Consumer Reports compiles data collected from owners of more than 300,000 vehicles and gives a 2020 survey of vehicle reliability. This year’s big winner is Mazda. For the first time in its history, the Japanese carmaker topped the list thanks to its conservative attitude to powertrains and infotainment technology. By avoiding large, unproveated changes year after year, Mazda continues to hone its reliability, and by sharing many technologies and components in its stable vehicles, these reliability improvements are shared across the brand.
The second and third places are held by the often reliable darlings Toyota and Lexus, respectively. The story here is similar to Mazda’s, where Toyota achieves quiet, conservative reliability. All of Toyota’s current models received an “average or better reliability” rating in the survey, while most Lexus models received an “outstanding reliability” rating, with the exception of the new LS Sedan, which scored “well below average.”
The most progressive award went to Buick, the most reliable U.S.-based automaker, which climbed 14 places this year to fourth overall, because Consumer Reports offered minimal improvements to its smaller and older product lines. Encore has remained largely unchanged since 2012, and Enclave is two years old, so Buick has plenty of time to solve many of their problems. Honda has also made significant progress, climbing seven places to fifth place despite reported problems with its Sports SUV and Odyssey minivan. Ninth overall, down five places from last year. Porsche is the highest ranked European brand.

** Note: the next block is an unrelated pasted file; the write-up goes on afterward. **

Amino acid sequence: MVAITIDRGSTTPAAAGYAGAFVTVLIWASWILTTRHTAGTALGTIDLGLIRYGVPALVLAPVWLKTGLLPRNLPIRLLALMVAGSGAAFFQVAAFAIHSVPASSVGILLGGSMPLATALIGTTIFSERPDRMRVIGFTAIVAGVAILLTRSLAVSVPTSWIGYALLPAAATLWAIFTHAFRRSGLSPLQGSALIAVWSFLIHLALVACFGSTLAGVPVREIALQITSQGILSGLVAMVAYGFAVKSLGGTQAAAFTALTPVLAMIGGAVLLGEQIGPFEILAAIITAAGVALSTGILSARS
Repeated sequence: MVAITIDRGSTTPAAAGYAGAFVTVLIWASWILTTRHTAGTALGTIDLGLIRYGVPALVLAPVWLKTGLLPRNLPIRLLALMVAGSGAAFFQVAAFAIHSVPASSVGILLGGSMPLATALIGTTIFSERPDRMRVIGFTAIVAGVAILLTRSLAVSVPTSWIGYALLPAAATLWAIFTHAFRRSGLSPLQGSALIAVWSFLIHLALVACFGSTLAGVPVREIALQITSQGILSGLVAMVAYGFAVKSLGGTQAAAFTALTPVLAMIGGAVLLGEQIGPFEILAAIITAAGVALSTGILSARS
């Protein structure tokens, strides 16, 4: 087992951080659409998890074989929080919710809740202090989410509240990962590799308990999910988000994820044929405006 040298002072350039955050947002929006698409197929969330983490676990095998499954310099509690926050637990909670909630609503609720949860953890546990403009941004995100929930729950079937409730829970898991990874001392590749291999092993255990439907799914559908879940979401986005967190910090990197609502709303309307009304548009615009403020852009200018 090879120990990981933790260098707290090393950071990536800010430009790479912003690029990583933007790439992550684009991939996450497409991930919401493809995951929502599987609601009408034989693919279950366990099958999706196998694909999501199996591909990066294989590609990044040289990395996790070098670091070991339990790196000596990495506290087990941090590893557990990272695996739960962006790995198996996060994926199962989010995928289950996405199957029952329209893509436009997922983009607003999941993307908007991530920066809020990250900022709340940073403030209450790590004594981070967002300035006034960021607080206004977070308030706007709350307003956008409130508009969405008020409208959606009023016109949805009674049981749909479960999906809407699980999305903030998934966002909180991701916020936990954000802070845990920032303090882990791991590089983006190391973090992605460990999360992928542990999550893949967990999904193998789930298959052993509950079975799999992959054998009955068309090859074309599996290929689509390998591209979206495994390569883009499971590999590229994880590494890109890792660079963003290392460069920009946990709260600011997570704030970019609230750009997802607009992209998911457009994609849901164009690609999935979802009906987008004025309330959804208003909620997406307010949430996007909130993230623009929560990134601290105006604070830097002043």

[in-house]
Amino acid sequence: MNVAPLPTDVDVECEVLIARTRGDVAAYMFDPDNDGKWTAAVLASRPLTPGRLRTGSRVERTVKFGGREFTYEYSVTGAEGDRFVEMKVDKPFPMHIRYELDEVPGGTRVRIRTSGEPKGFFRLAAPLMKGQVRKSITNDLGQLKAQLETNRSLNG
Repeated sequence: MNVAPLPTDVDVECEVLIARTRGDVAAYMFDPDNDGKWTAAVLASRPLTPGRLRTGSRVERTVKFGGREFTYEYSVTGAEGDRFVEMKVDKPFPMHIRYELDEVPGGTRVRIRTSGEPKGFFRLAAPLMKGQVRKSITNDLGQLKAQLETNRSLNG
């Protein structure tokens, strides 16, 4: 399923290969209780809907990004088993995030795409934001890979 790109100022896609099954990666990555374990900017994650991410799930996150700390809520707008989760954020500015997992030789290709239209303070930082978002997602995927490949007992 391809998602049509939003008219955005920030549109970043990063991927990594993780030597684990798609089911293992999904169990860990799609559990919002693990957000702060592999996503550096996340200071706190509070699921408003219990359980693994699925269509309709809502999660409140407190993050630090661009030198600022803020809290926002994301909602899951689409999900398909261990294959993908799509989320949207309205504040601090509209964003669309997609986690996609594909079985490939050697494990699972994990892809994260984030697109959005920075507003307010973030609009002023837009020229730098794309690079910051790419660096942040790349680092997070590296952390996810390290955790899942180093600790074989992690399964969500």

Ford, by contrast, has been dragged down by the recently redesigned Escape and Explorer SUVs, which have been recalled several times this year, with Consumer Reports calling it one of the lowest-scoring models of any manufacturer at home or abroad this year. Lincoln, which shares the platform with Ford, was also affected. However, Without the recently cancelled Continental and MKZ sedans to support its score, Ford’s luxury division dropped to the bottom of the list of 26 brands.
In second place was Tesla. The electric car maker’s new Model Y SUV is in more trouble, with owners reporting misalmed body panels, mismatched paint and even some people’s hair stuck in the paint. It’s not just Model Y: Model S and Model X that have dropped below average ratings this year, losing their Consumer Reports recommendations in the process. In fact, the only Tesla that has been recommended by Consumer Reports is the Model 3 sedan.